Posts Tagged ‘Julia McKenzie’

The latest Miss Marple Mystery on PBS Mystery!, The Blue Geranium, was originally an Agatha Christie short story. While I did not find this mystery quite as satisfying to watch as The Secret of the Chimneys, I found my viewing time well spent. The solution leads to a typical old-fashioned Agatha Christie twist, with Miss Marple racing against time to save an innocent man. Once again the British cast, led by Julia McKenzie, Toby Stephens, and Claudie Blakley is sterling. To see where the clues were dropped, you can watch the 90-minute presentation online from June 28 through July 11!

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I should have guessed the ending of The Secret of the Chimneys, the latest Miss Marple episode on PBS on Sunday, June 20, but I so enjoyed going along for the ride that I deliberately missed the cues until the very end.  The mysterious County Ludwig Von Stainach wishes to purchase The Chimneys, a house that has seen better days. Assembled at the mansion are a motley sort, even for a Miss Marple mystery. Once again things go bump in the night and someone is murdered.

Enter Finch, Chief Inspector from Scotland Yard. Played by the divine Stephen Dillane, who portrayed Schmidt in God on Trial and Thomas Jefferson in John Adams. Finch is a particularly refreshing official, for he respects Miss Marple’s detective skills and consults her as they both, well, she solves the mystery.

I won’t spoil the plot for you other than to say that this was one of the more satisfying Miss Marple mysteries that I have watched. If you missed the episode, or would like to see it again, PBS will show it online from June 21 to July 4th.

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Miss Marple (Julia McKenzie) and Dolly Bantry(Joanna Lumley)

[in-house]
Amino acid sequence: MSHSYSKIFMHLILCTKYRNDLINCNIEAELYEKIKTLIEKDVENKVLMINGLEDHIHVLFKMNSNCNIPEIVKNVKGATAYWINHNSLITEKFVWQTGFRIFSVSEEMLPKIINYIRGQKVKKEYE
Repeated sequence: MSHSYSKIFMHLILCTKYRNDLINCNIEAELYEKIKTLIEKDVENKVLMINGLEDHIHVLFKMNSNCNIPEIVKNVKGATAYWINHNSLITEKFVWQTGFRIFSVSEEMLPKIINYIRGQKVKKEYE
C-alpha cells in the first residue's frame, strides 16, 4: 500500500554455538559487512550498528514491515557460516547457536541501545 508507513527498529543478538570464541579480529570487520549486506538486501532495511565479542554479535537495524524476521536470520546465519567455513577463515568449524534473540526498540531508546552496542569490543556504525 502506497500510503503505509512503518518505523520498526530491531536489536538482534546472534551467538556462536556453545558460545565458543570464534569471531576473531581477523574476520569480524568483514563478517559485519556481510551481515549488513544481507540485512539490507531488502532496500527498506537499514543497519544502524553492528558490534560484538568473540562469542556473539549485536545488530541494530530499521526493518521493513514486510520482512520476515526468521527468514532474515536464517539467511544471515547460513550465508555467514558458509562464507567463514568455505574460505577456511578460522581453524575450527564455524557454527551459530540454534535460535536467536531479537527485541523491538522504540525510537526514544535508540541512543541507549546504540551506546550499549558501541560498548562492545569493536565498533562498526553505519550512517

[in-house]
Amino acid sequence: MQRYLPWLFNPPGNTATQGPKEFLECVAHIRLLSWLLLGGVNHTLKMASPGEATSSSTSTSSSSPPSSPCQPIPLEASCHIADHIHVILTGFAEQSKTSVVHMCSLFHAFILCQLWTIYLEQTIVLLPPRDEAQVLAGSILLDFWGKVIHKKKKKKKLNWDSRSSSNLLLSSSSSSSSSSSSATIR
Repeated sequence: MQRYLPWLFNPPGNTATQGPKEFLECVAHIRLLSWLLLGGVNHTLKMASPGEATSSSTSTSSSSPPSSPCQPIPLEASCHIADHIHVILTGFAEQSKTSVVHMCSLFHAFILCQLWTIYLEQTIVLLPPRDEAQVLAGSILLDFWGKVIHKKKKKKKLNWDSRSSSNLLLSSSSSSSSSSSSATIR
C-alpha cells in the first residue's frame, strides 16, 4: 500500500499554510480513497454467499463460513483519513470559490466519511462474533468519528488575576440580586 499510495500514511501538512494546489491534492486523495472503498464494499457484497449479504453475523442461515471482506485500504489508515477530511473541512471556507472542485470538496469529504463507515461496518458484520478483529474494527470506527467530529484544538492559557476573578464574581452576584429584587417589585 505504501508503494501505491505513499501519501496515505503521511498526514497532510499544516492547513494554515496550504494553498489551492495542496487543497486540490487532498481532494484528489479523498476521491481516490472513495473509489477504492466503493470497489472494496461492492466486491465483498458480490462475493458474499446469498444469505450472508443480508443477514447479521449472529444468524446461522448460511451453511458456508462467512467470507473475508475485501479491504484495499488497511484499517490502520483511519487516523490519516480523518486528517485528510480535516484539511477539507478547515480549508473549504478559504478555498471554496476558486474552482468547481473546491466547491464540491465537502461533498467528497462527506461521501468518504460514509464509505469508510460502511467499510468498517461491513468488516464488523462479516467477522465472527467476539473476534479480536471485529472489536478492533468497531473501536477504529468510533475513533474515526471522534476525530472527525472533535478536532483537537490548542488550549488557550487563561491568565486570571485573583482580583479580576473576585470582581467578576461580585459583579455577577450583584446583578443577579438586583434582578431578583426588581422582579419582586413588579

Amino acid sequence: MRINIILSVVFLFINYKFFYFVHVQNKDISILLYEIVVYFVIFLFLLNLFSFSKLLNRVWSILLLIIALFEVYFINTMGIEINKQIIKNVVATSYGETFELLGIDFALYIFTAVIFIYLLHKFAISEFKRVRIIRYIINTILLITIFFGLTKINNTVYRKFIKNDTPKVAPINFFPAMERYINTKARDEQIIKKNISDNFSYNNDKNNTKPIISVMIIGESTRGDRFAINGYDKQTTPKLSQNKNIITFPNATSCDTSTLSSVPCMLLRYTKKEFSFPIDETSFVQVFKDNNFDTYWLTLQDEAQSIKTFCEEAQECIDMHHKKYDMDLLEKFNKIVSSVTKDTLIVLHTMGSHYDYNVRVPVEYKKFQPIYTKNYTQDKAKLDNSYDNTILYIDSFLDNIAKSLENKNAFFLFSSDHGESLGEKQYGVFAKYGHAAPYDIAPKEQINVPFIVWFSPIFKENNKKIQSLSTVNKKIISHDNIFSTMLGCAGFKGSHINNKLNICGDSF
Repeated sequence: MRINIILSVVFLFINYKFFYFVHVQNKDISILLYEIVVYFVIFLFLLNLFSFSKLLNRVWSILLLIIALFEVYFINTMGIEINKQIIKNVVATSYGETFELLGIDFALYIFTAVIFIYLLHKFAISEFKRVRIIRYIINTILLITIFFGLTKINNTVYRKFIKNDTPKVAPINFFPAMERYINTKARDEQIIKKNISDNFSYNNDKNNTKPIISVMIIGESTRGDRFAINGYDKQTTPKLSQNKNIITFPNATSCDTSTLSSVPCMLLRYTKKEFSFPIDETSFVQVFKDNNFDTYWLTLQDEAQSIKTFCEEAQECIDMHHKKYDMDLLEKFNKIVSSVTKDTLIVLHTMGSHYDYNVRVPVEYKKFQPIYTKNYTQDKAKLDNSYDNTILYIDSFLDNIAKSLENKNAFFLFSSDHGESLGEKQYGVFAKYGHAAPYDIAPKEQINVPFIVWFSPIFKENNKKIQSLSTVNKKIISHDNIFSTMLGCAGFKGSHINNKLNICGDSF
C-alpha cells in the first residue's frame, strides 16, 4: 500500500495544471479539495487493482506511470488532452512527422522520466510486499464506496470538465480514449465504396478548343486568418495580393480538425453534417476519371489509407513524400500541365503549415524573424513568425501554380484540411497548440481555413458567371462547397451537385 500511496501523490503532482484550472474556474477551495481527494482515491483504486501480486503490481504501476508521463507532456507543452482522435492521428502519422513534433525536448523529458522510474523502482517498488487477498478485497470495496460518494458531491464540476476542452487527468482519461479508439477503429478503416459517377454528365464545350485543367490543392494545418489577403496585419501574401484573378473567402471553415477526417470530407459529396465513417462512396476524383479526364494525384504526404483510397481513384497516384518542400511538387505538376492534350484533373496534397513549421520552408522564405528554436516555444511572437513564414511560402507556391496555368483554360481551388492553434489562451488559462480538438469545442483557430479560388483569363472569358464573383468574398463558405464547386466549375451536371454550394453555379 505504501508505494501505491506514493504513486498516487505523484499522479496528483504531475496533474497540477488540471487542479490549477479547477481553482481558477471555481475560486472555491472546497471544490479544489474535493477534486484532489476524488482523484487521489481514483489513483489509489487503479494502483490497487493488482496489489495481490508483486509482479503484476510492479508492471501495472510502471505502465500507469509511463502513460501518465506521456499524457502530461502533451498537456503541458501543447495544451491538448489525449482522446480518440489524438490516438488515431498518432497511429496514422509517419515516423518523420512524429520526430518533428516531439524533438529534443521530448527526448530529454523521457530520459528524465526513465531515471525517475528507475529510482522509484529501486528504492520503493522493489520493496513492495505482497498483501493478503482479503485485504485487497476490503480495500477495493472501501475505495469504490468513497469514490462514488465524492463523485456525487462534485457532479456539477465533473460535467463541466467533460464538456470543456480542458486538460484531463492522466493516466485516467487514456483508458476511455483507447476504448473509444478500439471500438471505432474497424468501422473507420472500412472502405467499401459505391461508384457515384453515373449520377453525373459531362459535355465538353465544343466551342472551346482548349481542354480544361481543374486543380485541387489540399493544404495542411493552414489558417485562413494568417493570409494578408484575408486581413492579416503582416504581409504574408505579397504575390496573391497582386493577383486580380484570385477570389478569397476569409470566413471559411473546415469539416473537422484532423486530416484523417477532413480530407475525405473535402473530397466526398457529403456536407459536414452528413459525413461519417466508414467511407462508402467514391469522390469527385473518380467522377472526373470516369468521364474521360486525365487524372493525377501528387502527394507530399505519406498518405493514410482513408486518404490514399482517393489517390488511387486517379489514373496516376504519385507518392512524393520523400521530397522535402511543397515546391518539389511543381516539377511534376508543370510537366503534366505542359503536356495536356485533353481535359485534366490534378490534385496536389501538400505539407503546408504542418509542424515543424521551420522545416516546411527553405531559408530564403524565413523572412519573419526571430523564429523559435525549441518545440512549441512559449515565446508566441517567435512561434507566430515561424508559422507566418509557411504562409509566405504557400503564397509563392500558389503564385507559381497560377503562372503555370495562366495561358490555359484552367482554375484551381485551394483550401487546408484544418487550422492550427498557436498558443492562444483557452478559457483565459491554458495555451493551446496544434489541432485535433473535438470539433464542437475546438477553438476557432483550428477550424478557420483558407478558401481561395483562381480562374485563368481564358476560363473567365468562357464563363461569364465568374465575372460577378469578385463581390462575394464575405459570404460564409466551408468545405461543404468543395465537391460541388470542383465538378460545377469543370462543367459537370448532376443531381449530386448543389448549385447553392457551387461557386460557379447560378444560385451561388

Last Sunday, Miss Marple made a grand fifth season entrance for PBS Masterpiece Mystery! with its latest episode, The Mirror Crack’d from Side to Side. If you missed the episode, it is available online at this link until June 6th.

Marina (Lindsay Duncan) stares off into space with a look of doom

In this elegant mystery, based on a tragic event in actress Gene Tierney’s life, film star Marina Gregg (Lindsay Duncan) takes up residence at Gossington Hall with her fifth husband, young film director Jason Rudd (Nigel Harman). During a charity garden party, a guest named Heather Badcock (Caroline Quinton) drinks a poisoned cocktail and survives the experience by a mere few seconds. Laid up with a sore ankle, Miss Marple learns from her friend Dolly Bantry (played by the incomparable Joanna Lumley) that Marina was caught staring into space with a look of doom on her face just before poor Heather cocked up her toes.

Marina and husband #5, director Jason Rudd (Nigel Harman)

Enter Inspector Hewitt, whose list of usual suspects includes Marina’s past husbands and entourage of employees, colleagues, and hangers-on, looks for the obvious suspect. An attempt is made on Marina’s life while she is filming a movie, which confirms in Hewitt’s mind that she was the original target for murder, not Heather. Throw in a blackmailer, who is also found dead, and the plot has sufficiently thickened to leave viewers scratching their heads and relying on Miss Marple to make sense of the mayhem.

Inspector Hewitt (Hugh Bonneville, L) and sidekick take a traditional approach to solving a murder

As always, the cast of characters is superb. In addition to Ms. Lumley, Lindsay Duncan (Lady Catherine de Bourgh in Lost in Austen) and High Bonneville (Mr. Bennet in Lost in Austen and Mr. Rushworth in Mansfield Park) also make an appearance. I’ve grown quite accustomed to seeing Julia McKenzie as Miss Marple, and she fits my idea of that dowdy but sharp-eyed sleuth like a well worn glove. (As an aside, I advise that any of Miss Marple’s friends or relatives should steer clear of her, for where ever she goes, death is sure to follow!)

Why is reporter Margot Bence (Charlotte Riley) making life difficult for Marina?

The setting of a small English village and costumes of the late 1950’s, early 1960’s (the book was published in 1962) are superb. I have had the privilege to watch all three new episodes of Miss Marple this season, and while I liked this tale, it is not the best of the three. Perhaps because Mirror was based on a true story, the murder plot seemed a little loose and diffuse. The ending is enigmatic and lacks the satisfying and tidy wrap up of most of Agatha Christie’s plots. And yet I found my hour and a half well spent.